Heat – Three things that need to change
Mario Chalmers and Norris Cole need to be able to defend Tony Parker
A healthy Tony Parker consistently abused both Mario Chalmers and Norris Cole on the offensive end in last year’s finals – so much so that Chalmers was limited to minutes in the 20s for four of the seven games, and Cole played only seven minutes in Game 5 and notched consecutive DNP-CD in Games 6 and 7. Parker’s health is a question mark heading into the finals, but the Heat would be better served if LeBron can guard his position, forcing less potential mismatches on the defensive end.
Birdman needs to be a factor
This series may lend itself towards “small-ball” as it progresses, with the potential casualties being Tiago Splitter and Chris Andersen. Still, Andersen needs to provide productive minutes when on the court. He also posted consecutive DNP-CD in last year’s finals, his minutes never peaked into the 20s and his high number for rebounds was only four. As the first big man off the bench, Andersen needs to supply solid low-post defense and has a real chance to impact the game with his hustle and athleticism on the defensive and offensive boards.
Dwyane Wade’s health
This already appears to have changed. Wade looks healthy and ready to add another trophy to his mantle. His production in last year’s finals is somewhat underrated thanks to his balky knees. He scored 32, 25, 14 and 23 in Games 4-7 and shot 47.6 percent from the field for the series overall. As good as he looked against Indiana in the Conference finals this season, his scoring production in the 2013 finals is almost identical (19.6 in 2013 Finals, 19.8 in 2014 ECF). Still, the Heat were - 10.2 points per 48 minutes when Wade was on the court last year, mostly because of his inability to have a defensive impact. The Spurs effective field goal percentage when Wade was on the court was 53.2 percent, and when Wade was on the bench, it dropped to 42.3 percent.
Heat – Three things that need to stay the same
The ball movement of the Spurs will pick apart any defense, just ask the Thunder. The key to slowing down their ball movement is active hands, forcing turnovers and scoring off turnovers. This stifles quick passing and encourages more isolation offense. The Heat forced the Spurs into their postseason-worst assist/turnover ratio last season of 1.26. San Antonio and Miami are tied for second among teams that advanced past the first round in forcing turnovers with 13.7 per game. Miami will need to once again be the more aggressive team on defense.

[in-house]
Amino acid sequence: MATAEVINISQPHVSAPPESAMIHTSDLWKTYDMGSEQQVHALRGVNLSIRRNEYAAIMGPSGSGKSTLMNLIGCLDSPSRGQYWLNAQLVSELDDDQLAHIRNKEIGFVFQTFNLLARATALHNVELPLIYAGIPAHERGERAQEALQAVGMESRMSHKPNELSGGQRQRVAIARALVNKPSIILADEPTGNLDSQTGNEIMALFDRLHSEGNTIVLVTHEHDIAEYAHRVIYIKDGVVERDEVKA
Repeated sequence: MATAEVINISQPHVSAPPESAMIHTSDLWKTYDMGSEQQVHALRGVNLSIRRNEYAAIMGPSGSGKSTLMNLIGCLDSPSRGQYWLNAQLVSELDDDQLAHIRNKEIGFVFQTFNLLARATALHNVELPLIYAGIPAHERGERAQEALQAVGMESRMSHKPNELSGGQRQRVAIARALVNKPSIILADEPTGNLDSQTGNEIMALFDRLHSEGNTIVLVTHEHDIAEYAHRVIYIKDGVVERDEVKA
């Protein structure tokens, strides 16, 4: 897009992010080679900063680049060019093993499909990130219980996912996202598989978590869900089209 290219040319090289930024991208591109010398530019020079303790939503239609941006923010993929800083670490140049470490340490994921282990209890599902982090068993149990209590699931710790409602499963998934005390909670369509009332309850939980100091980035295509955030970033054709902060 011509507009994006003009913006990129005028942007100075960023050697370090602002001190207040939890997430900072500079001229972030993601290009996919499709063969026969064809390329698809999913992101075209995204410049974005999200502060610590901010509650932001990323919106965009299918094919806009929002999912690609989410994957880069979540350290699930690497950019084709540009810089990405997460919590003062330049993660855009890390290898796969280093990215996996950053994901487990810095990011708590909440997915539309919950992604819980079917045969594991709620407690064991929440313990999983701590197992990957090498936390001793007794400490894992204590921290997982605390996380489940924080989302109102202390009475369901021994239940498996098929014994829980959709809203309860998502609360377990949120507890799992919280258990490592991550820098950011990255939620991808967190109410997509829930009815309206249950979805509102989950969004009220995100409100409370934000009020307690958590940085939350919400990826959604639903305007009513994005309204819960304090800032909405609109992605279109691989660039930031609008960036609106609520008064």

The ability to play from behind
No team likes to concede early leads, but the ability to win despite falling behind early is an important championship quality. The Heat were down double digits in two of their four finals wins last year. In Game 4, the Spurs’ largest lead of the game was 10, and in Game 6’s epic comeback, the Heat were behind 13 in the third quarter and by as many as 10 in the final frame. There are two main reasons (besides LeBron) that contribute to the Heat’s ability to play from behind. First, coach Erik Spoelstra’s ability to keep his team poised and committed on the defensive end is underrated. Second, their ability to hit 3-pointers, specifically the number of guys that can attack you from beyond the arc, is second to none. As John Schumann of NBA.com points out, five different Heat players hit at least 11 3-pointers in last year’s finals.
LeBron is the best player in any series
Over the last 30 NBA finals, there is only a small collection of teams that won a title without having the best player in the series. Of course the topic is subjective, but the most obvious examples are the Pistons beating the Kobe & Shaq Lakers in ’04, the Celtics beating the Lakers in ’08 and Dallas beating the Heat in 2010. But back to LeBron. He knows how the Spurs will defend him; they will most likely go underneath all pick-and-rolls, daring him to take mid-range jump shots. His hot jump-shooting Game 7 secured his second title and second Finals MVP. He was 5-10 from the 3-point line and 8-17 (47%) on jump shots. In Games 1-6 he was only 31.9 percent on jump shots (23-72). If LeBron can repeat his jump-shooting in Game 7, he will be nearly impossible to defend.